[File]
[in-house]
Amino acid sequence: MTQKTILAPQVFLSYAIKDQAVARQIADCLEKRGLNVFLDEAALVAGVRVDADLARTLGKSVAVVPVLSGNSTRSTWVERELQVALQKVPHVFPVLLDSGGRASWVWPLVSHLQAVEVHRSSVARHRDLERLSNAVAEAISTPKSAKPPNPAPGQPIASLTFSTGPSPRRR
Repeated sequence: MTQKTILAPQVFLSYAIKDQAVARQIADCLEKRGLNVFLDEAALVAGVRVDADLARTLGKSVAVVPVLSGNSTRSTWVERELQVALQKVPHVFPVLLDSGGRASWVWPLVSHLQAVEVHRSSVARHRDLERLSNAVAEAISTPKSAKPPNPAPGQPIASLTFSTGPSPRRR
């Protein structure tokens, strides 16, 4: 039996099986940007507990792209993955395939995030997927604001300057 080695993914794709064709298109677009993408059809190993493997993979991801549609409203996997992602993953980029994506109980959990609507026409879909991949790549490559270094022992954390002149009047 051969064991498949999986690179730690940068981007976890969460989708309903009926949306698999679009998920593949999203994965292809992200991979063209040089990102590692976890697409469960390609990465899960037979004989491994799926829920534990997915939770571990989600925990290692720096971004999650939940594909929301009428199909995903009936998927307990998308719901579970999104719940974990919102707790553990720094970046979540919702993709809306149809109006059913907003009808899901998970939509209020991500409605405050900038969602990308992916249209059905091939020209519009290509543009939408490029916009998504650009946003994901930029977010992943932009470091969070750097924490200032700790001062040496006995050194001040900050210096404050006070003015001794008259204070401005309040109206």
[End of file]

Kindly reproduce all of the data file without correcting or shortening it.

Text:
[in-house]
Amino acid sequence: MTQKTILAPQVFLSYAIKDQAVARQIADCLEKRGLNVFLDEAALVAGVRVDADLARTLGKSVAVVPVLSGNSTRSTWVERELQVALQKVPHVFPVLLDSGGRASWVWPLVSHLQAVEVHRSSVARHRDLERLSNAVAEAISTPKSAKPPNPAPGQPIASLTFSTGPSPRRR
Repeated sequence: MTQKTILAPQVFLSYAIKDQAVARQIADCLEKRGLNVFLDEAALVAGVRVDADLARTLGKSVAVVPVLSGNSTRSTWVERELQVALQKVPHVFPVLLDSGGRASWVWPLVSHLQAVEVHRSSVARHRDLERLSNAVAEAISTPKSAKPPNPAPGQPIASLTFSTGPSPRRR
């Protein structure tokens, strides 16, 4: 039996099986940007507990792209993955395939995030997927604001300057 080695993914794709064709298109677009993408059809190993493997993979991801549609409203996997992602993953980029994506109980959990609507026409879909991949790549490559270094022992954390002149009047 051969064991498949999986690179730690940068981007976890969460989708309903009926949306698999679009998920593949999203994965292809992200991979063209040089990102590692976890697409469960390609990465899960037979004989491994799926829920534990997915939770571990989600925990290692720096971004999650939940594909929301009428199909995903009936998927307990998308719901579970999104719940974990919102707790553990720094970046979540919702993709809306149809109006059913907003009808899901998970939509209020991500409605405050900038969602990308992916249209059905091939020209519009290509543009939408490029916009998504650009946003994901930029977010992943932009470091969070750097924490200032700790001062040496006995050194001040900050210096404050006070003015001794008259204070401005309040109206």